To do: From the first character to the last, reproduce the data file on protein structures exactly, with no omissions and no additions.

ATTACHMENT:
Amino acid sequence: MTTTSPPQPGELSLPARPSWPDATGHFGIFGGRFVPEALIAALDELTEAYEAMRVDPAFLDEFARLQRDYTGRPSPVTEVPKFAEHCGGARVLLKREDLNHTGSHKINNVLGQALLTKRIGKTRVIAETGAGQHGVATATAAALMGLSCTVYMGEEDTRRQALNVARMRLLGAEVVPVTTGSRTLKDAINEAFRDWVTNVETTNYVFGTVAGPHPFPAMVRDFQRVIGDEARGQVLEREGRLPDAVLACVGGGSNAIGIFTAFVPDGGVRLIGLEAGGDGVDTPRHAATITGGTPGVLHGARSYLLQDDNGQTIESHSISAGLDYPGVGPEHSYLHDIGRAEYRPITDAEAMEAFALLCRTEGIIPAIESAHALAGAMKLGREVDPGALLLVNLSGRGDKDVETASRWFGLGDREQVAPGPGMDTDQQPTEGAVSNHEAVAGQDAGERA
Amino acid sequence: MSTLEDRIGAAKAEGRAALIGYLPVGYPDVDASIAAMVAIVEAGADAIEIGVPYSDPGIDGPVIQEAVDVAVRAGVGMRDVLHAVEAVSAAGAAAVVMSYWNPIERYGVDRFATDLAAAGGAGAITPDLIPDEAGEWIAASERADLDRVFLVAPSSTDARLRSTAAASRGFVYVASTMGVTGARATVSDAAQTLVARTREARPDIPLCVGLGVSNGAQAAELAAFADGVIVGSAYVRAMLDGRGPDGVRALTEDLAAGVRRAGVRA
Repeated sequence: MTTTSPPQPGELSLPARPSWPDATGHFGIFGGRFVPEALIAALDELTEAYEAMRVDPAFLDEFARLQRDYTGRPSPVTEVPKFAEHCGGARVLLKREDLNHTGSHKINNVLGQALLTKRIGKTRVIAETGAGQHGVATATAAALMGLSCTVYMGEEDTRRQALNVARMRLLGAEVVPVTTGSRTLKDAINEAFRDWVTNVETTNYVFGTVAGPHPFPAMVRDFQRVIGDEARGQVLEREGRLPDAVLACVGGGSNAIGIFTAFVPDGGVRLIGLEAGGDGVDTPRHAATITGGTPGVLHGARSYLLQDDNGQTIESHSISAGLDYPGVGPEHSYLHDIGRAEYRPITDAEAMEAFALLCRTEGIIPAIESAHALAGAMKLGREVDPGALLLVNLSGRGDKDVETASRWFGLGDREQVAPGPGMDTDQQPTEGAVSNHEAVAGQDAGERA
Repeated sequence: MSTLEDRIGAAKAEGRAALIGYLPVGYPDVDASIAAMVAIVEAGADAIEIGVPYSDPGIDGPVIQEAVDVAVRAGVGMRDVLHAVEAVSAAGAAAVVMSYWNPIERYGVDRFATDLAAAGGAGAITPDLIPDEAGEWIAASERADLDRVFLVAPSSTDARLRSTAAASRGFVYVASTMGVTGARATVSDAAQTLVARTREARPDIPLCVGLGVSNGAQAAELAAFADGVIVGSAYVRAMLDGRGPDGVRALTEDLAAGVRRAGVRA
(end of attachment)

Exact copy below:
Amino acid sequence: MTTTSPPQPGELSLPARPSWPDATGHFGIFGGRFVPEALIAALDELTEAYEAMRVDPAFLDEFARLQRDYTGRPSPVTEVPKFAEHCGGARVLLKREDLNHTGSHKINNVLGQALLTKRIGKTRVIAETGAGQHGVATATAAALMGLSCTVYMGEEDTRRQALNVARMRLLGAEVVPVTTGSRTLKDAINEAFRDWVTNVETTNYVFGTVAGPHPFPAMVRDFQRVIGDEARGQVLEREGRLPDAVLACVGGGSNAIGIFTAFVPDGGVRLIGLEAGGDGVDTPRHAATITGGTPGVLHGARSYLLQDDNGQTIESHSISAGLDYPGVGPEHSYLHDIGRAEYRPITDAEAMEAFALLCRTEGIIPAIESAHALAGAMKLGREVDPGALLLVNLSGRGDKDVETASRWFGLGDREQVAPGPGMDTDQQPTEGAVSNHEAVAGQDAGERA
Amino acid sequence: MSTLEDRIGAAKAEGRAALIGYLPVGYPDVDASIAAMVAIVEAGADAIEIGVPYSDPGIDGPVIQEAVDVAVRAGVGMRDVLHAVEAVSAAGAAAVVMSYWNPIERYGVDRFATDLAAAGGAGAITPDLIPDEAGEWIAASERADLDRVFLVAPSSTDARLRSTAAASRGFVYVASTMGVTGARATVSDAAQTLVARTREARPDIPLCVGLGVSNGAQAAELAAFADGVIVGSAYVRAMLDGRGPDGVRALTEDLAAGVRRAGVRA
Repeated sequence: MTTTSPPQPGELSLPARPSWPDATGHFGIFGGRFVPEALIAALDELTEAYEAMRVDPAFLDEFARLQRDYTGRPSPVTEVPKFAEHCGGARVLLKREDLNHTGSHKINNVLGQALLTKRIGKTRVIAETGAGQHGVATATAAALMGLSCTVYMGEEDTRRQALNVARMRLLGAEVVPVTTGSRTLKDAINEAFRDWVTNVETTNYVFGTVAGPHPFPAMVRDFQRVIGDEARGQVLEREGRLPDAVLACVGGGSNAIGIFTAFVPDGGVRLIGLEAGGDGVDTPRHAATITGGTPGVLHGARSYLLQDDNGQTIESHSISAGLDYPGVGPEHSYLHDIGRAEYRPITDAEAMEAFALLCRTEGIIPAIESAHALAGAMKLGREVDPGALLLVNLSGRGDKDVETASRWFGLGDREQVAPGPGMDTDQQPTEGAVSNHEAVAGQDAGERA
Repeated sequence: MSTLEDRIGAAKAEGRAALIGYLPVGYPDVDASIAAMVAIVEAGADAIEIGVPYSDPGIDGPVIQEAVDVAVRAGVGMRDVLHAVEAVSAAGAAAVVMSYWNPIERYGVDRFATDLAAAGGAGAITPDLIPDEAGEWIAASERADLDRVFLVAPSSTDARLRSTAAASRGFVYVASTMGVTGARATVSDAAQTLVARTREARPDIPLCVGLGVSNGAQAAELAAFADGVIVGSAYVRAMLDGRGPDGVRALTEDLAAGVRRAGVRA